A body of a young man was found on the beach of the city of Zawiya in western Libya, with torture marks, according to Sky News Arabia.
A political analyst told Sky News Arabia that the crime is among other murders and kidnappings aimed at terrorizing the people. This is to silence them after their uprising against the deteriorating security situation in their city due to the spread of militias and mercenaries.
Unidentified persons kidnapped Ahmed Al-Arabi Al-Khadrawi, on Saturday, from his workplace, a few meters away from the government headquarters and the Security Directorate in the city, and then took him to an unknown destination.
His family and relatives blocked the coastal road at the eastern gate of the city in protest against his kidnapping before notables and dignitaries intervened to persuade them to end their protest.
On Sunday morning, Al-Khadrawi’s body was found at the beach, bearing signs of torture. Local sources said that his family and friends returned to protest again after their deceased was found murdered and tortured.
Notably, Libyan security forces were deployed in Al-Zawiya after clashes left three people dead including two civilians, according to local media reports on Sunday.
“We have deployed on the instructions of the supreme military authorities to the combat zones, and succeeded thanks to mediation efforts by tribal leaders and city elders to halt the fighting,” General Akram Douwa said in a press interview.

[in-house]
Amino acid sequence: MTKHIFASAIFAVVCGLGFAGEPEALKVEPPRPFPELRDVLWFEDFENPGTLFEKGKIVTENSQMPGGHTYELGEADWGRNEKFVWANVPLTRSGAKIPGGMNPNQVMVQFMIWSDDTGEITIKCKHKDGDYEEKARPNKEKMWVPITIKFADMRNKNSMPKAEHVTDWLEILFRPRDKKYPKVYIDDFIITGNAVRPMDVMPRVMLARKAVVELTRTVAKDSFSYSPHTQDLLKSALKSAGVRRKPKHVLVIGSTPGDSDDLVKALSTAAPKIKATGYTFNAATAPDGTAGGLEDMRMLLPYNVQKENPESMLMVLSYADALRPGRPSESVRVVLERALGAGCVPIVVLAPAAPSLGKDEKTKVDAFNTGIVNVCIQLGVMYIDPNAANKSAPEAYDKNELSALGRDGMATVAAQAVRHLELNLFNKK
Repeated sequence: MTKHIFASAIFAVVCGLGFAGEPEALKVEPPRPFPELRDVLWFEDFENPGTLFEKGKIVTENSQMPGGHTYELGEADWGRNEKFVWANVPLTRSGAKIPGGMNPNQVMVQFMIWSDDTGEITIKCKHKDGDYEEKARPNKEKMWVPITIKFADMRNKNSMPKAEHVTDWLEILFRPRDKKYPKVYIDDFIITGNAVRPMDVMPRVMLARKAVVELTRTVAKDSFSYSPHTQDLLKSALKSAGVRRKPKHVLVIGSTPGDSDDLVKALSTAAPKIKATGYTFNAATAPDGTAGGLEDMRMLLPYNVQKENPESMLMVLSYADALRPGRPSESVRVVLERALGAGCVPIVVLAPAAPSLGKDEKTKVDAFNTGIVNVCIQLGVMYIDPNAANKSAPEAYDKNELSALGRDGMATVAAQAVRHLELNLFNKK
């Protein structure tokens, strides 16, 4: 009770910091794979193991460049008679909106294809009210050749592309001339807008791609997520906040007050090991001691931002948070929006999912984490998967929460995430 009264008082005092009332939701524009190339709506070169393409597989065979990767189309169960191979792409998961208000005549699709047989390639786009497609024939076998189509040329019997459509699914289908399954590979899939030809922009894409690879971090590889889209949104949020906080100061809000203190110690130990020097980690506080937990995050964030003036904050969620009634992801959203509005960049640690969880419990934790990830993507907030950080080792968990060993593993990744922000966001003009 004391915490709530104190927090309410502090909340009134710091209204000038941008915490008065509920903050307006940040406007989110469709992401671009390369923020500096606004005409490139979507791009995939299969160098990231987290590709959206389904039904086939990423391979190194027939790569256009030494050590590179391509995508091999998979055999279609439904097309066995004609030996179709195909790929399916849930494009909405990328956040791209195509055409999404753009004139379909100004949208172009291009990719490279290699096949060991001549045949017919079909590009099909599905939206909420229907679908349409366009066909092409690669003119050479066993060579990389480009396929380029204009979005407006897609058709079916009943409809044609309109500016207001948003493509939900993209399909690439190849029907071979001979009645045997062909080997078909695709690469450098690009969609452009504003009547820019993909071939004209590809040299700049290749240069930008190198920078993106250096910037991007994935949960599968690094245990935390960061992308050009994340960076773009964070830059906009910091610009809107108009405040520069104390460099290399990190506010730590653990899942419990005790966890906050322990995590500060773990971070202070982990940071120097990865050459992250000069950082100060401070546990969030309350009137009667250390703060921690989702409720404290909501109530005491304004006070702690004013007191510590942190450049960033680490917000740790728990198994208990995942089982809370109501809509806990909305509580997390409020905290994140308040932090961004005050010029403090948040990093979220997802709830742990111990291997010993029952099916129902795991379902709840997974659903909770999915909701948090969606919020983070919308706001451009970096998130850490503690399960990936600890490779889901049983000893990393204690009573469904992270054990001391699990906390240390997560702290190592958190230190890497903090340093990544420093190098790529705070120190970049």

Rival factions in Al-Zawiya, west of the capital Tripoli, have been fighting on and off for weeks.
Local medics reported two civilians and one militiaman were killed in clashes overnight into Friday, adding that another two civilians were wounded.
Following one violent bout in Al-Zawiya in April, residents who have been caught in the crossfire took to the streets to protest.
The North African country, which is awash with weapons, has been in chaos since a NATO-backed uprising toppled longtime leader Moammar Gaddafi in 2011. The county has for years been split between rival administrations, each backed by rogue militias and foreign governments.
Safety in Libya’s capital, Tripoli is continuously deteriorating, with threats of kidnapping and murder a daily occurrence for residents.
Over the years, kidnappings, arrests, and assassinations have increased substantially in western Libya. This is evident in the repeated statements of the Ministry of Interior, about the arrest of gangs and individuals involved in the kidnapping and extortion of expatriate workers.